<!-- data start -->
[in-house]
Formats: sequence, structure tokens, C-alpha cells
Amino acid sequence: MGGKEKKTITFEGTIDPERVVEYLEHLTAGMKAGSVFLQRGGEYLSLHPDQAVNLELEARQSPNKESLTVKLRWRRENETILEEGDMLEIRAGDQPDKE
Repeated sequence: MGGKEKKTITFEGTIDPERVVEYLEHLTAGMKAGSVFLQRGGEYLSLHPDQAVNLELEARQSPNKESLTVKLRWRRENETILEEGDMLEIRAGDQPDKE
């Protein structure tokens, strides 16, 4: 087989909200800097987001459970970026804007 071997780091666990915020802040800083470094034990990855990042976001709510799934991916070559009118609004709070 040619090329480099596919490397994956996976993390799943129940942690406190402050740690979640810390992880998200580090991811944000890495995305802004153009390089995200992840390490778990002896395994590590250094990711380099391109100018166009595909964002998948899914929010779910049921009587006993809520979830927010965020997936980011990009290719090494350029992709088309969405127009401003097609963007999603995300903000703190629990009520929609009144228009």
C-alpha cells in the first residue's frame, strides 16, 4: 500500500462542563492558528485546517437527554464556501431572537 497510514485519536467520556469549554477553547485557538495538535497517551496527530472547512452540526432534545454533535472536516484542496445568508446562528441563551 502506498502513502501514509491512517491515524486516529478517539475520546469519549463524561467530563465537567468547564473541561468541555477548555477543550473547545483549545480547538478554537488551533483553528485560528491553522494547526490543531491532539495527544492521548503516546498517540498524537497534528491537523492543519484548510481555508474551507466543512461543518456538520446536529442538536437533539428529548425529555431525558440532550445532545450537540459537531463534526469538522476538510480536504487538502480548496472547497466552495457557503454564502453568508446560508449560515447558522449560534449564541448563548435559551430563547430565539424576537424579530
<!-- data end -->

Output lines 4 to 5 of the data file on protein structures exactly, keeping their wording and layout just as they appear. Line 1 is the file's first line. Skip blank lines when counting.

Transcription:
Repeated sequence: MGGKEKKTITFEGTIDPERVVEYLEHLTAGMKAGSVFLQRGGEYLSLHPDQAVNLELEARQSPNKESLTVKLRWRRENETILEEGDMLEIRAGDQPDKE
């Protein structure tokens, strides 16, 4: 087989909200800097987001459970970026804007 071997780091666990915020802040800083470094034990990855990042976001709510799934991916070559009118609004709070 040619090329480099596919490397994956996976993390799943129940942690406190402050740690979640810390992880998200580090991811944000890495995305802004153009390089995200992840390490778990002896395994590590250094990711380099391109100018166009595909964002998948899914929010779910049921009587006993809520979830927010965020997936980011990009290719090494350029992709088309969405127009401003097609963007999603995300903000703190629990009520929609009144228009």